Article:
Resultantly upper castes backed BSP attracted by their “sarvjan” rather than “bahujan” philosophy. In 2012, SP was able to attract a section of Jatavs disillusioned by BSP. BSP’s vote share from Dalits, SP’s vote share from Yadavs and BJP’s vote share from Upper castes have peaked. Hence the urgency to look outside.
Development and governance trumped caste identities in LS Polls
In Lok Sabha 2014, for the first time since the advent of mandal (OBC reservation) and kamandal (Ram mandir) politics, people voted for development as it trump caste dynamics amid Modi wave. 50%+ Hindus across caste groups (except Jatavs – Mayawati and Yadavs – Mulayam) backed BJP. “This victory signalled a paradigm shift in voter behaviour, with a preference for good governance and development pushing out the identity politics of caste and community.”2
Does this signal the end of caste based politics in UP?
Modi was the unifying factor among caste groups in the name of development in 2014. With Modi factor increasingly absent in state polls and assembly polls focussed on local issues, caste factor is expected to come back to the fore in UP. Parties are vying to retain their traditional vote bank while at the same time trying to increase their social reach through alliances and distributing tickets to target caste groups.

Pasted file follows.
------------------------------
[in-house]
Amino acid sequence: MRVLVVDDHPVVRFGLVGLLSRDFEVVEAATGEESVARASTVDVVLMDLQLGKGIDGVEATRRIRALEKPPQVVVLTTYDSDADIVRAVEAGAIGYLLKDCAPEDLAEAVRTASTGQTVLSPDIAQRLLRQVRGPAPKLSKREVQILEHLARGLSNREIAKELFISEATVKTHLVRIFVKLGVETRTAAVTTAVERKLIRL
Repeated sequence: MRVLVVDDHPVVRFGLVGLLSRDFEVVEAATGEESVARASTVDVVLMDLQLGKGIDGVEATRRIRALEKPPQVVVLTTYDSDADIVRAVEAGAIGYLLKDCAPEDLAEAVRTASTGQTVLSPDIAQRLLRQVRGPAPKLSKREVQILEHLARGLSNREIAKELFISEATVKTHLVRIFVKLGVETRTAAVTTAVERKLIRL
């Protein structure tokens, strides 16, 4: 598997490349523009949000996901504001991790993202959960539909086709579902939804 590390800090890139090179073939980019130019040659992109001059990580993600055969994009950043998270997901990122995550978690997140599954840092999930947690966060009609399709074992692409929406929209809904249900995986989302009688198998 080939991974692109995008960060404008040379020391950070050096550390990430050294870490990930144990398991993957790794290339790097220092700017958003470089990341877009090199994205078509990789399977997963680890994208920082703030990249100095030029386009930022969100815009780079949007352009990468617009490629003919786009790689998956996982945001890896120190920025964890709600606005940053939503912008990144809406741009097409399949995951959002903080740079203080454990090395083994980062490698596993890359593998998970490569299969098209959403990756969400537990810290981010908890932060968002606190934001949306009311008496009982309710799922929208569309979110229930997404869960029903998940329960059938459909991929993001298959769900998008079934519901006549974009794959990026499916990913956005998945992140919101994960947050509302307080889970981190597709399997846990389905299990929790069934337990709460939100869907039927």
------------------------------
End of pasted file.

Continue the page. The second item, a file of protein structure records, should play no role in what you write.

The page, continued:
In line with this approach BJP has appointed an OBC to head the state unit but is still confused on whether to go ahead with announcing a CM candidate or not. And if it decides to go ahead, which caste he / she should belong to. SP has inducted back Amar Singh (Rajput) and Beni Prasad Verma (Kurmi). Congress strategist has openly advocated naming a Brahmin as its CM candidate and is trying to revive its traditional Dalit-Brahmin-Muslim vote bank.
The elections are expected to be another cracker after Bihar. While BSP is ahead as per polls currently things will heat up as poll dates near. Each seat will be fought hard and caste combinations on that seat plus choice of candidates will determine which party will win. The alliance which is able to create the best caste combination on each seat would win in the end.